«Մասնակից:Avagyanasya/Ավազարկղ»–ի խմբագրումների տարբերություն

Առանց խմբագրման ամփոփման
(Ջնջվում է էջի ամբողջ պարունակությունը)
Պիտակ: Դատարկում
{{Short description|Dynasty of Egypt}}
{{Infobox Former Country|conventional_long_name=Eighteenth Dynasty of Egypt|era=Bronze Age|government_type=[[Absolute monarchy]]|nation=|image_map=CairoEgMuseumTaaMaskMostlyPhotographed.jpg|image_map_caption=Funeral mask of [[Tutankhamun]]|image_flag=|flag=|flag_type=|year_start=1550 BC|year_end=1290 BC|p1=Fifteenth Dynasty of Egypt|flag_p1=|p2=Seventeenth Dynasty of Egypt|s1=Nineteenth Dynasty of Egypt|flag_s1=|capital=[[Thebes, Egypt|Thebes]], [[Akhetaten]]|common_languages=[[Egyptian language]]|religion=[[Ancient Egyptian religion|Ancient Egyptian Religion]] <br> [[Atenism]]|event_start=|event_end=}}{{Egyptian Dynasty list}}
The '''Eighteenth Dynasty of Egypt''' (notated '''Dynasty XVIII''', alternatively '''18th Dynasty''' or '''Dynasty 18''') is classified as the first dynasty of the [[New Kingdom of Egypt]], the era in which [[ancient Egypt]] achieved the peak of its power. The Eighteenth Dynasty spanned the period from 1550/1549 to 1292 BC. This dynasty is also known as the '''Thutmosid Dynasty''' for the four pharaohs named [[Thutmose]].
 
Several of Egypt's most famous [[pharaoh]]s were from the Eighteenth Dynasty, including [[Tutankhamun]], whose tomb was found by [[Howard Carter]] in 1922. Other famous pharaohs of the dynasty include [[Hatshepsut]] (c. 1479 BC–1458 BC), the longest-reigning woman pharaoh of an indigenous dynasty, and [[Akhenaten]] (c. 1353–1336 BC), the "heretic pharaoh", with his [[Great Royal Wife]], [[Nefertiti]].
The Eighteenth Dynasty is unique among Egyptian dynasties in that it had two women who ruled as sole pharaoh: [[Hatshepsut]], who is regarded as one of the most innovative rulers of ancient Egypt, and [[Neferneferuaten]], usually identified as [[Nefertiti]].<ref>{{Citation|last=Daniel Molinari|title=Egypts Lost Queens|date=2014-09-16|url=https://www.youtube.com/watch?v=nmFM-rPerL4|access-date=2017-11-14}}</ref>
 
== History ==
 
=== Early Dynasty XVIII ===
[[File:Ahmes Nefertari Grab 10.JPG|thumb|left|Ahmose-Nefertari. [[Ahmose-Nefertari]] was the daughter of [[Seqenenre Tao II]], a 17th dynasty king who rose up against the [[Hyksos]]. Her brother Ahmose, expelled the Hyksos, and she became queen of a united Egypt. She was deified after she died.]]
[[File:Head of an Early Eighteenth Dynasty King, ca. 1539-1493 B.C.E.,37.38E.jpg|thumbnail|Head of an Early Eighteenth Dynasty King, c. 1539–1493 BC, 37.38E, [[Brooklyn Museum]]]]
Dynasty XVIII was founded by [[Ahmose I]], the brother or son of [[Kamose]], the last ruler of the [[Seventeenth Dynasty of Egypt|17th Dynasty]]. Ahmose finished the campaign to expel the [[Hyksos]] rulers. His reign is seen as the end of the [[Second Intermediate Period of Egypt|Second Intermediate Period]] and the start of the New Kingdom. Ahmose's consort, Queen [[Ahmose-Nefertari]] was "arguably the most venerated woman in Egyptian history, and the grandmother of the 18th Dynasty."<ref name="gestoso">Graciela Gestoso Singer, "[https://www.academia.edu/414029/Ahmose_Nefertari_the_Woman_in_Black Ahmose-Nefertari, The Woman in Black]". ''Terrae Antiqvae'', January 17, 2011</ref> She was deified after she died. Ahmose was succeeded by his son, [[Amenhotep I]], whose reign was relatively uneventful.<ref>Aidan Dodson, Dyan Hilton: pg 122</ref>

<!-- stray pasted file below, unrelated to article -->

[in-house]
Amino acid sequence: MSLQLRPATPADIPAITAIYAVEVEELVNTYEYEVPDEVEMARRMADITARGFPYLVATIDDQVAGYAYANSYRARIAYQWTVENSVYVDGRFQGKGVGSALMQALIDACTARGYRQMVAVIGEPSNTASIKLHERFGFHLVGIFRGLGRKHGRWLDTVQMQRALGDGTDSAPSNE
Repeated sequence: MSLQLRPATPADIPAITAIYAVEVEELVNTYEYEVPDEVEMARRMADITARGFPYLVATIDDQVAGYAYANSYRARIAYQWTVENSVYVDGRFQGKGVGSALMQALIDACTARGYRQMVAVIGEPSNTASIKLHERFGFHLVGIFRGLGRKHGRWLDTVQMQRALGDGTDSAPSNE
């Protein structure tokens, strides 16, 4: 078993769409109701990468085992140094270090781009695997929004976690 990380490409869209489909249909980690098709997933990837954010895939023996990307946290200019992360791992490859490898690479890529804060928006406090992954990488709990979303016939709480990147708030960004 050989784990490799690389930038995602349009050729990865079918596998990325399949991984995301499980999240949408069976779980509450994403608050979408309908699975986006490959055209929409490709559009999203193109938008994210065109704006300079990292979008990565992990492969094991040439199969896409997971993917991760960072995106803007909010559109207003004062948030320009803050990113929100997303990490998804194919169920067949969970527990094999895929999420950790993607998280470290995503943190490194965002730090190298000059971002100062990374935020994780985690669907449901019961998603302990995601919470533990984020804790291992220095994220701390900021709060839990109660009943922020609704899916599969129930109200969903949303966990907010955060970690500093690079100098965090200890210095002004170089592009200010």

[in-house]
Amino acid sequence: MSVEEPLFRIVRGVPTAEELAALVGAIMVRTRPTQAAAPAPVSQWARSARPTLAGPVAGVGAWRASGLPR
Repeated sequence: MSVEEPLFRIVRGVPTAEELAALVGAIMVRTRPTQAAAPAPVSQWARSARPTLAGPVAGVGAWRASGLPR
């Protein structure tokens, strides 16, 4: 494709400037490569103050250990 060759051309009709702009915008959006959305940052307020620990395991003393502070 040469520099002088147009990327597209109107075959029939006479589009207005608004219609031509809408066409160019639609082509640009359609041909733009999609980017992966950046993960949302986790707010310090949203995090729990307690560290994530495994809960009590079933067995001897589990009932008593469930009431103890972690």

Amenhotep I probably left no male heir and the next pharaoh, [[Thutmose I]], seems to have been related to the royal family through marriage. During his reign the borders of Egypt's empire reached their greatest expanse, extending in the north to [[Carchemish]] on the [[Euphrates]] and in the south up to Kurgus beyond the fourth [[Cataracts of the Nile|cataract]] of the Nile. Thutmose I was succeeded by [[Thutmose II]] and his queen, [[Hatshepsut]], who was the daughter of Thutmose I. After her husband's death and a period of regency for her minor stepson (who would later become pharaoh as Thutmose III) Hatshepsut became pharaoh in her own right and ruled for over twenty years.
 
[[Thutmose III]], who became known as the greatest military pharaoh ever, also had a lengthy reign after becoming pharaoh. He had a second co-regency in his old age with his son [[Amenhotep II]]. Amenhotep II was succeeded by [[Thutmose IV]], who in his turn was followed by his son [[Amenhotep III]], whose reign is seen as a high point in this dynasty.
 
Amenhotep III's reign was a period of unprecedented prosperity, artistic splendor, and international power, as attested by over 250 statues (more than any other pharaoh) and 200 large stone scarabs discovered from Syria to Nubia.{{sfn|O'Connor|Cline|1998|pp=11–12}} Amenhotep III undertook large scale building programmes, the extent of which can only be compared with those of the much longer reign of [[Ramesses II]] during Dynasty XIX.<ref>Aidan Dodson, Dyan Hilton: pg 130</ref> Amenhotep III's consort was the Great Royal wife [[Tiye]], for whom he built an artificial lake, as described on eleven scarabs.{{sfn|Kozloff|Bryan|1992|loc=no. 2}}
 
=== Akhenaten, the Amarna Period, and Tutankhamun ===
{{main|Amarna Period}}
[[Image:Aten.svg|325px|thumb|<center>The [[Aten]], <hiero>i-t:n-ra</hiero></center>]]
[[Image:La salle dAkhenaton (1356-1340 av J.C.) (Musée du Caire) (2076972086).jpg|thumb|[[Akhenaten]] and his family adoring the [[Aten]]. Second from the left is [[Meritaten]], daughter of Akhenaten.]]